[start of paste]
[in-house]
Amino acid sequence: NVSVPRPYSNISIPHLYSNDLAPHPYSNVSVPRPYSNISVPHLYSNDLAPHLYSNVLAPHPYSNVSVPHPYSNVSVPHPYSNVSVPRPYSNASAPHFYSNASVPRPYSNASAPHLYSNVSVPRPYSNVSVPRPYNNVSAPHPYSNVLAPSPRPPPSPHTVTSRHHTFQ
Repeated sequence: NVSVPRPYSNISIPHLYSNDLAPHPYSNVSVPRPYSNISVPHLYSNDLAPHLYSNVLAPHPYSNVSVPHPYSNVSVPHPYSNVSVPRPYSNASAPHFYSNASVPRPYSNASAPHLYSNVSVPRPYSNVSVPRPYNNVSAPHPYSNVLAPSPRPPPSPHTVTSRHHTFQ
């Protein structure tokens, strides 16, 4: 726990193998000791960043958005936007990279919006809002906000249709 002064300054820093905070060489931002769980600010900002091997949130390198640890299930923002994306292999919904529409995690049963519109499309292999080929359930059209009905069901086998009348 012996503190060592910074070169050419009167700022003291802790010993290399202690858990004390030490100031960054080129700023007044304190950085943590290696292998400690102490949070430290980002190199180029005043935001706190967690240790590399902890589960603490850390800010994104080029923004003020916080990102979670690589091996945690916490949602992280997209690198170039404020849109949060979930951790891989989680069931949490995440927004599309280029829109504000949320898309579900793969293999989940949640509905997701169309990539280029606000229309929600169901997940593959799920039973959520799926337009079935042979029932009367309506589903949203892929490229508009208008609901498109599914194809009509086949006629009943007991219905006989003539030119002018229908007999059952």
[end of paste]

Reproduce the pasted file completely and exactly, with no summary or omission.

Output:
[in-house]
Amino acid sequence: NVSVPRPYSNISIPHLYSNDLAPHPYSNVSVPRPYSNISVPHLYSNDLAPHLYSNVLAPHPYSNVSVPHPYSNVSVPHPYSNVSVPRPYSNASAPHFYSNASVPRPYSNASAPHLYSNVSVPRPYSNVSVPRPYNNVSAPHPYSNVLAPSPRPPPSPHTVTSRHHTFQ
Repeated sequence: NVSVPRPYSNISIPHLYSNDLAPHPYSNVSVPRPYSNISVPHLYSNDLAPHLYSNVLAPHPYSNVSVPHPYSNVSVPHPYSNVSVPRPYSNASAPHFYSNASVPRPYSNASAPHLYSNVSVPRPYSNVSVPRPYNNVSAPHPYSNVLAPSPRPPPSPHTVTSRHHTFQ
């Protein structure tokens, strides 16, 4: 726990193998000791960043958005936007990279919006809002906000249709 002064300054820093905070060489931002769980600010900002091997949130390198640890299930923002994306292999919904529409995690049963519109499309292999080929359930059209009905069901086998009348 012996503190060592910074070169050419009167700022003291802790010993290399202690858990004390030490100031960054080129700023007044304190950085943590290696292998400690102490949070430290980002190199180029005043935001706190967690240790590399902890589960603490850390800010994104080029923004003020916080990102979670690589091996945690916490949602992280997209690198170039404020849109949060979930951790891989989680069931949490995440927004599309280029829109504000949320898309579900793969293999989940949640509905997701169309990539280029606000229309929600169901997940593959799920039973959520799926337009079935042979029932009367309506589903949203892929490229508009208008609901498109599914194809009509086949006629009943007991219905006989003539030119002018229908007999059952």